All posts by Donn

My name is Donn, and you’ll find me working at the intersection of business and information technology, constantly looking for ways to apply IT to business and life to make things better. I’m a big fan of data analysis and its subsequent communication. It always gives me a thrill extracting meaning out of data through analysis, and figuring out the best way to present the findings for maximum impact!
Image of a die with "maybe" and "yes"

The Default Option

Saw the following via Avinash Kaushik on Google+. Too good not to share, and on so many levels.

If internet explorer is brave enough to ask you to be your default browser, you're brave enough to ask that girl out.

It is worth highlighting that the power of the “default option” is a very real one.

Organ donation is a good example. Whether organ donation is an “opt-in” (i.e. the default option is not donating), far fewer people tend to go for it, as compared to when it’s an “opt-out” (i.e. the default option is donating).

I’m a big believer in this effect, and use it often when scheduling meetings, among other things.

For example, when scheduling meetings, I like to give options, but always ensure that one of them is the “default” or “preferred” option, even though there’s no reason for it to be (“We can meet either Thursday 2pm or 5pm, though I would prefer 2pm. “)

It helps expedite things: if the recipient can’t make it at 2pm or 5pm, it’s an easy choice, the recipient just chooses the alternative. If the recipient can make it for both, the recipient just chooses the default (2pm).

Without the default option, if the recipient can make it for both, it’s likely the recipient would wait till the last possible moment before responding, keeping options open in case another meeting crops up.

Great things don’t just happen

Like a blog post.

I’ve been thinking all month that “I ought to update my blog”, but “inspiration” didn’t hit and so I just let it slide.

Day after day, thinking about it; not doing anything.

And then I thought, “what if I don’t wait for inspiration? What if I just got out there and wrote?”

Well, I did. And I did.

Feeling Sorry for Yourself in this Complicated World

I was feeling sick. I mean really sick. Walking five steps would leave me gasping for air. My throat felt like murder (:bad). My head throbbed like a discotheque.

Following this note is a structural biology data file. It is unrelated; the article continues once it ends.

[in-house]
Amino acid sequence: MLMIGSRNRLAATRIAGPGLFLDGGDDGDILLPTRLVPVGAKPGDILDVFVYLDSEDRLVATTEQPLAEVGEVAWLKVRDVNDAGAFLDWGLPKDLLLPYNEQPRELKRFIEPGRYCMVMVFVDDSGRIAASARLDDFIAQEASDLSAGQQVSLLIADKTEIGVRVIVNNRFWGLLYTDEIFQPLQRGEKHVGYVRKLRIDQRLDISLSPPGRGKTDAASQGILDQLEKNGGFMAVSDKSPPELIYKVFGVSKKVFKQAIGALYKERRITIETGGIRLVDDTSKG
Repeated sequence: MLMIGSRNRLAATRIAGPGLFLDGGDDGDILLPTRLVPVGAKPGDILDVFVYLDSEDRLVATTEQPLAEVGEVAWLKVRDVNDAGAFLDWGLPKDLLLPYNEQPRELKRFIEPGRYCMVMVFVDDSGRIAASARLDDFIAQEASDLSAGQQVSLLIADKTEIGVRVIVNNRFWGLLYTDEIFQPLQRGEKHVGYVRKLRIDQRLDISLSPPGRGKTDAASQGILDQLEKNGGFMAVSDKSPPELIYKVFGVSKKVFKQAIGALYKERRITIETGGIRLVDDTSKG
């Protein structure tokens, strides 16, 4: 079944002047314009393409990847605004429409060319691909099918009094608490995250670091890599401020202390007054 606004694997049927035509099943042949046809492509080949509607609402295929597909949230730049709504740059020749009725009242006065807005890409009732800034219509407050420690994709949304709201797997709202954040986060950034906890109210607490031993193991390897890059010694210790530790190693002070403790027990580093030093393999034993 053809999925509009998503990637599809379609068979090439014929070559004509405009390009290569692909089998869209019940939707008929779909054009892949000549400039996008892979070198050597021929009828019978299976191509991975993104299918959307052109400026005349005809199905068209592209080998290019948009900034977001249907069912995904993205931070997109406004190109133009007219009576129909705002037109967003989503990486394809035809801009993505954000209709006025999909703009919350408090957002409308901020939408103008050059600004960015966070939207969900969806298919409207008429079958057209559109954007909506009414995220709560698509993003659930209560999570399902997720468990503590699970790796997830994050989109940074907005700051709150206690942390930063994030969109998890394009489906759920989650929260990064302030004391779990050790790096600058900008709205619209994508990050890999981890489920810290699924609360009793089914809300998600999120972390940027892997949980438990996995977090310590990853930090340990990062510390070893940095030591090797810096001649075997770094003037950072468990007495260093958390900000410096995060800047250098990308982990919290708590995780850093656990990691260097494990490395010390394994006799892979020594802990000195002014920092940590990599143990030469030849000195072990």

But I had work to do. Work I didn’t feel like doing, but which my professional self wouldn’t let me off not doing.

Let me share with you a little bit of my work ethos using one of my favourite quotes from Will Smith:

I will not be out-worked, period. You might have more talent than me, you might be smarter than me, you might be sexier than me, you might be all of those things you got it on me in nine categories.

But if we get on the treadmill together, there’s two things: You’re getting off first, or I’m going to die. It’s really that simple.

So I got to work. While working away through my illness though (whatever it was; or actually still is, because I’m still feeling its effects two weeks after), I couldn’t help but think if it was all worth it. This wasn’t change the world stuff; and I wasn’t being compensated enough to make up for that fact.

In fact, I started feeling quite sorry for myself. So sorry that I started googling for help: quotes on self-pity

And came across this little gem from D H Lawrence:

I never saw a wild thing sorry for itself. A small bird will drop frozen dead from a bough without ever having felt sorry for itself.

Which reminded me of the Will Smith quote and helped me carry on till most of the stuff I needed to do were done.

On my walk to school yesterday though (I’m back to school for a Masters in Tech, by the way), I passed by a bird. That bird was chasing down a worm, pecking at it. I couldn’t help but feel sorry for the worm, though I knew very well it was just the natural order of things.

And I realised that the reason why wild things never felt sorry for themselves could well be the reason why we do: because we are not wild; because we feel pity not just for ourselves, but for our fellow living beings.

How complicated our world is!

To Judge a Life, Just Look at the Last Half

A beautiful quote from a beautiful book, Vegetable Roots Discourse, #92:

If a singing girl is virtuous later on in accord with her circumstances, her earlier life of rouge and flowers will not matter. The faithful wife with white hair who lets down her guard nullifies half a life of chaste endeavor. The proverb reads, “To judge a life, look just at the last half.”

A true saying indeed.

A reminder to all of us that even after what might be deemed as failure, not all is lost.